Amelia Earhart was an American aviation pioneer and author, most famous for being the first woman to fly solo across the Atlantic where she landed in a field outside Derry. She was born in Atchison, Kansas from a young age she loved adventure and at the age of 7 got her first taste of “flying” when she created a ramp and went over it in a wooden box. Her first experience with a plane didn’t go well, when her father wanted to take her on a flight on a biplane she called it "a thing of rusty wire and wood and not at all interesting".
When she was 23 she first got on an airplane at Long Beach, California, she got a ride from famous World War I pilot Frank Hawks and immediately before they were even 100m off the ground she said "I knew I had to fly.". She worked several jobs to save up the $1000 she needed for flying lessons and received her first lesson from Anita Snook, another pioneer female aviator, on 3 January 1921. Later that year she purchased a second-hand bright yellow Kinner Airster biplane that she named “The Canary” and she became the 16th woman in the united states to be issued a pilot’s license.
It didn’t take her long to start setting records on 22 October 1922 she flew her Canary to 4,300m(14,000 feet) which was a record for female pilots. After Charles Lindbergh solo flight across the Atlantic in 1927, interest in being the first female to fly or be flown across the Atlantic developed. Amy Guest wanted to be the first but decided it wasn’t for her so instead sponsored the project. In April 1928 Earhart got a phone call from asking her would she like to fly the Atlantic, she was mostly a passenger on her first flight but also had responsibility for keeping the flight log. The plane, a Fokker F.VIIb, was flown by Wilmer Stultz and the co-pilot/mechanic was louis Gordon, the flight left from Trepassey Harbor, Newfoundland and landed in Burry Port, South Wales, after 20 hours and 40 minutes.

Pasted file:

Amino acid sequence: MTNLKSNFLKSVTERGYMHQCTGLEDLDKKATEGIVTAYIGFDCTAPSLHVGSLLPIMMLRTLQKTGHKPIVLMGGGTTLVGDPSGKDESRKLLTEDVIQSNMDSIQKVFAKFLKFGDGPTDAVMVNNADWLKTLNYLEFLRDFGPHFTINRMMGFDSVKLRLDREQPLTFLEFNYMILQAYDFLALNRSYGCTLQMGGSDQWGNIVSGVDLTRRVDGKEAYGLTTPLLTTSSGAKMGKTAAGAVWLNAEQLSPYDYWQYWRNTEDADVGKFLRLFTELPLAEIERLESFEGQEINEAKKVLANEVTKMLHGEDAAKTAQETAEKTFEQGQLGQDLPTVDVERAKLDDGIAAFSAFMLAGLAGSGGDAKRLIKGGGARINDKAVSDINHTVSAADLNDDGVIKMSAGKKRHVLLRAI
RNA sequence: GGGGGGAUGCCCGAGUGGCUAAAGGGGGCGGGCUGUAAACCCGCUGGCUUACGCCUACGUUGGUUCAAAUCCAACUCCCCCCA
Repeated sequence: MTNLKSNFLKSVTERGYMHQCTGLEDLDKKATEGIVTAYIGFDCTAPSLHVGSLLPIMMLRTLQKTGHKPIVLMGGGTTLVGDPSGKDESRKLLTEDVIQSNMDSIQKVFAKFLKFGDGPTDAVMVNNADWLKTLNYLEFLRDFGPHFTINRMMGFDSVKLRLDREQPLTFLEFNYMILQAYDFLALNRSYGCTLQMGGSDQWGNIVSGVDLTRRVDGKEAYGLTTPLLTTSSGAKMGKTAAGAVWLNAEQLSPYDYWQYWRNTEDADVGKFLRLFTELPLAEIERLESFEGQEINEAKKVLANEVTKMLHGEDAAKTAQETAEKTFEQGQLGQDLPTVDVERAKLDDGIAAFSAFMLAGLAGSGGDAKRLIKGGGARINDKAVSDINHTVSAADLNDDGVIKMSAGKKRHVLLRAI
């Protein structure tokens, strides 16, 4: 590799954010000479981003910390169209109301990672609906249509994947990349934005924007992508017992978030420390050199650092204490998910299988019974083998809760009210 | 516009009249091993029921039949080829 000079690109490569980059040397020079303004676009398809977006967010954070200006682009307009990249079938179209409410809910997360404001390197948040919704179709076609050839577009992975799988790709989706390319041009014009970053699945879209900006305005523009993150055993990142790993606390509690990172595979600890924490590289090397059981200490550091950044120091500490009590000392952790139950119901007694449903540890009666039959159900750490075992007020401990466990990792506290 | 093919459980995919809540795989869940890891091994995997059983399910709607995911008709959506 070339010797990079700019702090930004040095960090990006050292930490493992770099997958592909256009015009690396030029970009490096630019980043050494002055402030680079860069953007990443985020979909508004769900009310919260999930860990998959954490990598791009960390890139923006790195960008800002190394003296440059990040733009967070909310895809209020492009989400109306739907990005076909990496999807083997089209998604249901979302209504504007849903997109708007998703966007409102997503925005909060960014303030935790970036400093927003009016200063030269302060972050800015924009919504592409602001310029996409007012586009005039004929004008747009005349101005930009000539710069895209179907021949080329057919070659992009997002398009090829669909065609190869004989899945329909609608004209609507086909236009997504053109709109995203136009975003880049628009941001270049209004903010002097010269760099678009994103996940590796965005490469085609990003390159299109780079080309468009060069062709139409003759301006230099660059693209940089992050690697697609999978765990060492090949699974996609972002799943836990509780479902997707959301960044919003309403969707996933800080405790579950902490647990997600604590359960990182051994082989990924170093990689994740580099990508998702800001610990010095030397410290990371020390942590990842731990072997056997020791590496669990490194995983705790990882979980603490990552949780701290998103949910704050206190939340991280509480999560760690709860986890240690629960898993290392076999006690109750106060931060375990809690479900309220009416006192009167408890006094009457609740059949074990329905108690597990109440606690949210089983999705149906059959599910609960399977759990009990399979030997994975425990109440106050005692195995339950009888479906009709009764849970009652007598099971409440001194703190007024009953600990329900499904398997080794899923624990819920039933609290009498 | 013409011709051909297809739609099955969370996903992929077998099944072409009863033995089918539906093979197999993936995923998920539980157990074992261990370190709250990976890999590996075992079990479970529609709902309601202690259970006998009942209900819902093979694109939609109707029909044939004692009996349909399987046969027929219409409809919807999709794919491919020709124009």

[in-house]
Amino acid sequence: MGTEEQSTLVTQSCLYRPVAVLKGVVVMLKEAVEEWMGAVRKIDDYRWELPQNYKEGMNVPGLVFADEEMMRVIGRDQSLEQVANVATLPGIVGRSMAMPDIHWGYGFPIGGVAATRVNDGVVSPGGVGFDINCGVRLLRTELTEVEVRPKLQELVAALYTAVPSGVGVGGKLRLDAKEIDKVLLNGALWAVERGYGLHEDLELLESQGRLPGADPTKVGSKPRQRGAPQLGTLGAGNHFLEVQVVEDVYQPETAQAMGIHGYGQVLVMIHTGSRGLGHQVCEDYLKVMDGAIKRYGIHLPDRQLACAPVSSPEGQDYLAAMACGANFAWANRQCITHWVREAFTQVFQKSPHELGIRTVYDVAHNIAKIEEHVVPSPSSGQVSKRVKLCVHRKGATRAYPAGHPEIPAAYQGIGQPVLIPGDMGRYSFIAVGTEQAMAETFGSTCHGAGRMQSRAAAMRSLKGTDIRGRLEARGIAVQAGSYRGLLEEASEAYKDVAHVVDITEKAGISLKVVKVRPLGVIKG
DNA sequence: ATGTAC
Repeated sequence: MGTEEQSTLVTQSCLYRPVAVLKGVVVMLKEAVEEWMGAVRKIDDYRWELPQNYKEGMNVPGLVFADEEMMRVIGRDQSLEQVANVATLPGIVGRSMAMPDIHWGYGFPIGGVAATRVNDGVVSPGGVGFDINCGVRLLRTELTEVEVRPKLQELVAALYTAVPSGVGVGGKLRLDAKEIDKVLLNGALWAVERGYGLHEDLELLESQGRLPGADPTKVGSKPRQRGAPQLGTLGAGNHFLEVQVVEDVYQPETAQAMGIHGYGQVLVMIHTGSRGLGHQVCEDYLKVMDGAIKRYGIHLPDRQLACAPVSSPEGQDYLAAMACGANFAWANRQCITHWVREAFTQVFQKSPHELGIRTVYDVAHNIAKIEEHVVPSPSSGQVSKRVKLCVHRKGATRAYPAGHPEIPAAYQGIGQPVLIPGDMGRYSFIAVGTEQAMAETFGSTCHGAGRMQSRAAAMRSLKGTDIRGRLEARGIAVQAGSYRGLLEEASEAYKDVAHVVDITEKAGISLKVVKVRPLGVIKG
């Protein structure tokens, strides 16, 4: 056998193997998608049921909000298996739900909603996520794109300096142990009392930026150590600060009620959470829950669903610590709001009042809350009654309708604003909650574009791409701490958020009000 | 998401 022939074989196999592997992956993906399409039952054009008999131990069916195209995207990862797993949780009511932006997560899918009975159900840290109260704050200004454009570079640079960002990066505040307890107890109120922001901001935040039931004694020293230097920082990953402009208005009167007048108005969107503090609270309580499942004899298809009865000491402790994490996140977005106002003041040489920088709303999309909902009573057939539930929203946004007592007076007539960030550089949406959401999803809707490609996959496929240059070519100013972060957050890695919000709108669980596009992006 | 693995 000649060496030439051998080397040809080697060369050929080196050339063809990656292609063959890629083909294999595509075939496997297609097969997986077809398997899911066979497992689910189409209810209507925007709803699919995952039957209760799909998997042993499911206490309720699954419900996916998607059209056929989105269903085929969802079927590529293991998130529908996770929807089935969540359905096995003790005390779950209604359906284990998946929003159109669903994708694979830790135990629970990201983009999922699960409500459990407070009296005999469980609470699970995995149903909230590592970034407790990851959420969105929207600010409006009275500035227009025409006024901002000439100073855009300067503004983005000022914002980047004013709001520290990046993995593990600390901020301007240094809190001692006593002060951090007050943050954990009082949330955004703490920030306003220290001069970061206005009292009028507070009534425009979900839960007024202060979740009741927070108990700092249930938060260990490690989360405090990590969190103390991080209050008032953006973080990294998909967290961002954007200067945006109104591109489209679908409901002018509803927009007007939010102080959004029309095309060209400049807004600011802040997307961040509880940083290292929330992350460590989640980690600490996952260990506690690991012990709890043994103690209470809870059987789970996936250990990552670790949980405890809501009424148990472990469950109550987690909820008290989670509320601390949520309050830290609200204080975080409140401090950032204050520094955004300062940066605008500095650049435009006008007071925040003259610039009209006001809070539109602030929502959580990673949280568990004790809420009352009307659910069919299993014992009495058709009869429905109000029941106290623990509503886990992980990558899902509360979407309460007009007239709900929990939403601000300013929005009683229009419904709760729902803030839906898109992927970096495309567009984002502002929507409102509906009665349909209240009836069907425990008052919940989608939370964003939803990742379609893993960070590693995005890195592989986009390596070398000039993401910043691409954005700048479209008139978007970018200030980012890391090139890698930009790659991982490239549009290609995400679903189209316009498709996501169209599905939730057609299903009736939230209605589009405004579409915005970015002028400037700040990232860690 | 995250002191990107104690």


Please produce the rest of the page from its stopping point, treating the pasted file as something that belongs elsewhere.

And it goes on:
On return after the transatlantic flight they were greeted with a ticker-tape parade in the Canyon of Heroes, Manhattan and a reception with President Calvin Coolidge at the White House. This helped turn Earhart into a celebrity. She started doing endorsements, lectures and wrote books, this led to a wide range of promotional items with her name on it.